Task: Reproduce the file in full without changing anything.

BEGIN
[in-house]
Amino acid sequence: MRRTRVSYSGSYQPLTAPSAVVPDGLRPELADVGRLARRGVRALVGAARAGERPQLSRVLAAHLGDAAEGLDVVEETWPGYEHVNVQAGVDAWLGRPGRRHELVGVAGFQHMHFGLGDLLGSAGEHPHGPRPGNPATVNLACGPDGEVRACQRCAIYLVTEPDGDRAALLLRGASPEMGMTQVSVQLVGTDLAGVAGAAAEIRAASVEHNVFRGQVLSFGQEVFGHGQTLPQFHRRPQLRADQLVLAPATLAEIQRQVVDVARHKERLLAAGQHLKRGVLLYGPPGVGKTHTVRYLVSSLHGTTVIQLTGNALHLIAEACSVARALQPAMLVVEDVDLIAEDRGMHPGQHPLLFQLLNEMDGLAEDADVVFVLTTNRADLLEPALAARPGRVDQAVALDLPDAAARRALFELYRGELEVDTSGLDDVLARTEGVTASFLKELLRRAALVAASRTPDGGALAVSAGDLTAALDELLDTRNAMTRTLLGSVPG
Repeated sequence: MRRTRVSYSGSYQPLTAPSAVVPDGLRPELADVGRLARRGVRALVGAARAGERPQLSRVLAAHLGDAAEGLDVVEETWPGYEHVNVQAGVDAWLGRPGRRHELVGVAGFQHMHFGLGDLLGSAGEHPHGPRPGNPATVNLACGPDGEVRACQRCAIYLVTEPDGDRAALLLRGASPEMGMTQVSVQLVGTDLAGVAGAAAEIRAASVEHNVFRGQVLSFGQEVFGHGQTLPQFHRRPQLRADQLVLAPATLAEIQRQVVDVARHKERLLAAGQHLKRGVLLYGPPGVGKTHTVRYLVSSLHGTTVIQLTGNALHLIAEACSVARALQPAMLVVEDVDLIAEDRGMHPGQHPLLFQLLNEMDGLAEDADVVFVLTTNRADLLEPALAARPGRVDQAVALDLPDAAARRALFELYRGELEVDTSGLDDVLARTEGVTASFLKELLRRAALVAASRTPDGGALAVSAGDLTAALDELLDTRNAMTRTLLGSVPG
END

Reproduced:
[in-house]
Amino acid sequence: MRRTRVSYSGSYQPLTAPSAVVPDGLRPELADVGRLARRGVRALVGAARAGERPQLSRVLAAHLGDAAEGLDVVEETWPGYEHVNVQAGVDAWLGRPGRRHELVGVAGFQHMHFGLGDLLGSAGEHPHGPRPGNPATVNLACGPDGEVRACQRCAIYLVTEPDGDRAALLLRGASPEMGMTQVSVQLVGTDLAGVAGAAAEIRAASVEHNVFRGQVLSFGQEVFGHGQTLPQFHRRPQLRADQLVLAPATLAEIQRQVVDVARHKERLLAAGQHLKRGVLLYGPPGVGKTHTVRYLVSSLHGTTVIQLTGNALHLIAEACSVARALQPAMLVVEDVDLIAEDRGMHPGQHPLLFQLLNEMDGLAEDADVVFVLTTNRADLLEPALAARPGRVDQAVALDLPDAAARRALFELYRGELEVDTSGLDDVLARTEGVTASFLKELLRRAALVAASRTPDGGALAVSAGDLTAALDELLDTRNAMTRTLLGSVPG
Repeated sequence: MRRTRVSYSGSYQPLTAPSAVVPDGLRPELADVGRLARRGVRALVGAARAGERPQLSRVLAAHLGDAAEGLDVVEETWPGYEHVNVQAGVDAWLGRPGRRHELVGVAGFQHMHFGLGDLLGSAGEHPHGPRPGNPATVNLACGPDGEVRACQRCAIYLVTEPDGDRAALLLRGASPEMGMTQVSVQLVGTDLAGVAGAAAEIRAASVEHNVFRGQVLSFGQEVFGHGQTLPQFHRRPQLRADQLVLAPATLAEIQRQVVDVARHKERLLAAGQHLKRGVLLYGPPGVGKTHTVRYLVSSLHGTTVIQLTGNALHLIAEACSVARALQPAMLVVEDVDLIAEDRGMHPGQHPLLFQLLNEMDGLAEDADVVFVLTTNRADLLEPALAARPGRVDQAVALDLPDAAARRALFELYRGELEVDTSGLDDVLARTEGVTASFLKELLRRAALVAASRTPDGGALAVSAGDLTAALDELLDTRNAMTRTLLGSVPG